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This archived information is dated to the 2008-09 academic year only and may no longer be current.

For currently applicable policies and information, see the current Stanford Bulletin.

Bachelor of Arts in Italian


The Italian major offers students the opportunity to develop an in-depth knowledge of Italian literature, language, and civilization through a highly flexible program combining course work in Italian with work in such fields as art history, classics, comparative literature, economics, English, French, history, international relations, music, philosophy, and political science. All Italian majors are required to have completed three second-year language courses (or the equivalent taken at the Florence campus):

ITALLANG 21. Second-Year Italian, First Quarter

ITALLANG 22. Second-Year Italian, Second Quarter

ITALLANG 23. Second-Year Italian, Third Quarter

Completion of the department's two quarter Great Works IHUM sequence entitles a student to 5 units towards the Italian major or minor. Students considering an Italian major should consult with the Italian undergraduate adviser as early as possible (even before completing the language requirement) in order to ensure a maximum of flexibility in designing a course of study suited to individual needs and cultural interests.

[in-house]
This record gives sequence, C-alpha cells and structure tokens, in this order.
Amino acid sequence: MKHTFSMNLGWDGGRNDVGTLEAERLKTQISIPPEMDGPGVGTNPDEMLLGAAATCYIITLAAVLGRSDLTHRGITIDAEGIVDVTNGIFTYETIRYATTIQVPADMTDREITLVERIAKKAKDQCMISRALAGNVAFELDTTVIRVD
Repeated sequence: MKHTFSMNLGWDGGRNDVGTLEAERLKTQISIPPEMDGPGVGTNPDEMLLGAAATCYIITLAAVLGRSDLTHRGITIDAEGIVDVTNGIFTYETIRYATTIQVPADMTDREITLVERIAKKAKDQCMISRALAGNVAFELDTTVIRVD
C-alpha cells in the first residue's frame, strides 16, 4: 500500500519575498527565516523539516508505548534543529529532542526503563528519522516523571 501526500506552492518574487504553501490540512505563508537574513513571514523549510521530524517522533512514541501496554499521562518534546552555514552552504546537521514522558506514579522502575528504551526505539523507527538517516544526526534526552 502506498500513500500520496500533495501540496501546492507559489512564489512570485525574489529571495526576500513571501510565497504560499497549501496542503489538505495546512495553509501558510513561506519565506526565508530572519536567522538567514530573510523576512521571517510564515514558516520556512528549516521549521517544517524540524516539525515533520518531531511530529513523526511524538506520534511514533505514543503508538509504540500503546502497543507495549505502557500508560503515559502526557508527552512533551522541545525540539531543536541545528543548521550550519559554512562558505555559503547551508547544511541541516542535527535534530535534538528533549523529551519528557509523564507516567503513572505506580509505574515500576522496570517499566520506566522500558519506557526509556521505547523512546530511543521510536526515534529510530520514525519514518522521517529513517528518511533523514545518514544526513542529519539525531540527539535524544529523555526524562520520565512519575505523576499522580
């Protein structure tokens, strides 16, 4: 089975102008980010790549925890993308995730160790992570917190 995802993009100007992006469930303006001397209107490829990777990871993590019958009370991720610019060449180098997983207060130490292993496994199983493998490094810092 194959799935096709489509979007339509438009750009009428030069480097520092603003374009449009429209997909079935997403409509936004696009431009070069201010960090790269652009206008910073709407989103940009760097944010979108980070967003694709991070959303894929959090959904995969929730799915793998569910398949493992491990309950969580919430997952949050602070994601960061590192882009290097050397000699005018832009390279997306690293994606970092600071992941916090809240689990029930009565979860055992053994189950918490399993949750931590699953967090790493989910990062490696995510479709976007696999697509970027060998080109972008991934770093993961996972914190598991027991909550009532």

Italian majors must complete 60 units of course work above the 100 level.

The remaining requirements for the major are:

  1. A minimum of 32 units of Italian courses (selected from courses numbered 100 and above):

    ITALGEN 149. New Frontiers in Italian Cinema

    ITALGEN 181. Philosophy and Literature

    ITALGEN 204. Love Songs

    ITALGEN 232. Time of Latency: Western Cultures in the Decade after 1945